Brendon McNaughton (b. 1990, Newmarket, ON) is a multidisciplinary artist residing in Toronto, Canada. He often travels between California, New York and Italy. McNaughton has practiced in a studio collective since the age of eight. He went on to receive a B.F.A. with honors from York University and began exhibiting his work in 2010. Since then his sculptures have been presented internationally in major exhibitions at Corkin Gallery, and more recently shown at the Palazzo Loredan in Venice, Italy during the 57th Biennale. McNaughton’s work has attracted widespread public attention. His pieces are found in private and public collections around the globe. The entrepreneurial ‘studio-as-a-startup’ process he adopts has developed into a global production network of creative technologies. McNaughton is the founder of a high-tech studio created for the marketing and production of his artwork.

Brendon McNaughton explores how technology is transforming social and economic structures across the globe. He uses innovative technologies such as 3D printers, 3D scanners and robot arms to create his work. His practice refers to authors Erik Brynjolfsson and Andrew McAfee who are developing the concept of the Second Machine Age. This is the contemporary moment where the assembly line worker is increasingly being replaced by the assembly line robot. McNaughton’s work marks a time in history when the machine-like behavior of people referred to in Pop Art is nearing an end. His blending of art, science and technology aims to interpret and incite discourse around the rapid innovations unfolding in contemporary times.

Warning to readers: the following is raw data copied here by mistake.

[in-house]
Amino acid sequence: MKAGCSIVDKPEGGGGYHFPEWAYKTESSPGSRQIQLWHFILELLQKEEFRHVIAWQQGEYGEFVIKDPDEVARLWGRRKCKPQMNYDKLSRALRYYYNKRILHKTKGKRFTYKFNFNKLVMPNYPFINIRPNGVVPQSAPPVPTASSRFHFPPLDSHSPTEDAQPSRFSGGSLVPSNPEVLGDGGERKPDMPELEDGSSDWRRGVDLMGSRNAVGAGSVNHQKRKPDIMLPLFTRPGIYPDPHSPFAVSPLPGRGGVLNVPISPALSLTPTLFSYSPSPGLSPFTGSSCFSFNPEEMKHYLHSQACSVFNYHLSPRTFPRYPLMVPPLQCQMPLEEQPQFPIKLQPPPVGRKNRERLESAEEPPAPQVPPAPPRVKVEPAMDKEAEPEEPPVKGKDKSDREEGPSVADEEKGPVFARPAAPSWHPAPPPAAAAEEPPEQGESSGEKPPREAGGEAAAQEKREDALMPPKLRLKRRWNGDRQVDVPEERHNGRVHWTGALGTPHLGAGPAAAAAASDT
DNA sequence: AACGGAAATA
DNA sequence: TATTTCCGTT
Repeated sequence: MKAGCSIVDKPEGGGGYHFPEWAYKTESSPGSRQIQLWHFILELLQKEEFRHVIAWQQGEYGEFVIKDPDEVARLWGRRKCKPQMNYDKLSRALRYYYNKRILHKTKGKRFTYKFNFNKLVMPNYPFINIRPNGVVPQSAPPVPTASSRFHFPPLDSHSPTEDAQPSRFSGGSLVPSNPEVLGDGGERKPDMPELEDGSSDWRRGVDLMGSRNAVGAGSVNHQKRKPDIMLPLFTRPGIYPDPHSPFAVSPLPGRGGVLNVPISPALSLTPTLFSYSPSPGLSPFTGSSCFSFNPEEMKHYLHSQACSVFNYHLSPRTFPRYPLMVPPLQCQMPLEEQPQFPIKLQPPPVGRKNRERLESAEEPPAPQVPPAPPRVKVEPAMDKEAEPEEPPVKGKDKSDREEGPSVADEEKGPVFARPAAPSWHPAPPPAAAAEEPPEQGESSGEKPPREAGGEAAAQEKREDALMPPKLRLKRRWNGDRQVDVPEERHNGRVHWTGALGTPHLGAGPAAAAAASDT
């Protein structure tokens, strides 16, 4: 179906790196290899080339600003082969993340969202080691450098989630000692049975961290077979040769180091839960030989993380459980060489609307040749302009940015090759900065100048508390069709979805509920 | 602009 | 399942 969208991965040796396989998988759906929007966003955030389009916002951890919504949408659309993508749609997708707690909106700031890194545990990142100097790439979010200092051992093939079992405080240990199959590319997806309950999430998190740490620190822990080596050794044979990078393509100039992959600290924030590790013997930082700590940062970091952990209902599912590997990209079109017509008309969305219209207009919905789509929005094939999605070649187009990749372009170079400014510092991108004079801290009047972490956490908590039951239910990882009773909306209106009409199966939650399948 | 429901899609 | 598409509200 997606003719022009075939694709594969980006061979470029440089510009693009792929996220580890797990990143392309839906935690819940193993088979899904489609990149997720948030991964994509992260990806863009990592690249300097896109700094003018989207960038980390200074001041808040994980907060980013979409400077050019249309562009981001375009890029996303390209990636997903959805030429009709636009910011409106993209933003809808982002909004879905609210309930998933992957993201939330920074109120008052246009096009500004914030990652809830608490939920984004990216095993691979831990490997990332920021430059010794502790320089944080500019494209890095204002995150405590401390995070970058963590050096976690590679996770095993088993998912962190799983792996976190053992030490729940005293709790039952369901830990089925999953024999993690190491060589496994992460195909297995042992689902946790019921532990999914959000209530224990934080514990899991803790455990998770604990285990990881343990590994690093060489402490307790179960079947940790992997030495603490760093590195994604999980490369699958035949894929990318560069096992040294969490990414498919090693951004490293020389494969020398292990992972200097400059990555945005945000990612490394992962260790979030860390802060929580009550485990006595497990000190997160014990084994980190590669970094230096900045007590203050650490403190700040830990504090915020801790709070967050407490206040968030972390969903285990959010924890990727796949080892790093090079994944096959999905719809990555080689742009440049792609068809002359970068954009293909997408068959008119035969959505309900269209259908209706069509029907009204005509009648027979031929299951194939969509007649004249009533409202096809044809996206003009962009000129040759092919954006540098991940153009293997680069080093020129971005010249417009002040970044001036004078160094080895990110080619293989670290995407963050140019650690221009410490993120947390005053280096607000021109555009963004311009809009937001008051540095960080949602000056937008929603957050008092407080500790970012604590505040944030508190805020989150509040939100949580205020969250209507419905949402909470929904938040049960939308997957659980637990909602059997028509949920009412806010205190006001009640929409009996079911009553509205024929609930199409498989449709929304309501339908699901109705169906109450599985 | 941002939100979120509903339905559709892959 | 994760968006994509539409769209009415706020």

“Brendon McNaughton is an up-and-coming transnational and transdisciplinary artist who bridges the gap between art, science  and technology in a very daring and innovative way. He is a promising product of the third millennium. He capitalizes on the value of artistic heritage from the ancient Greeks to the masters of the 20th and 21st centuries, while constantly experimenting in the latest mediums of expression to create his own artistic vision.” –Dr. Francesca Valente, 2016.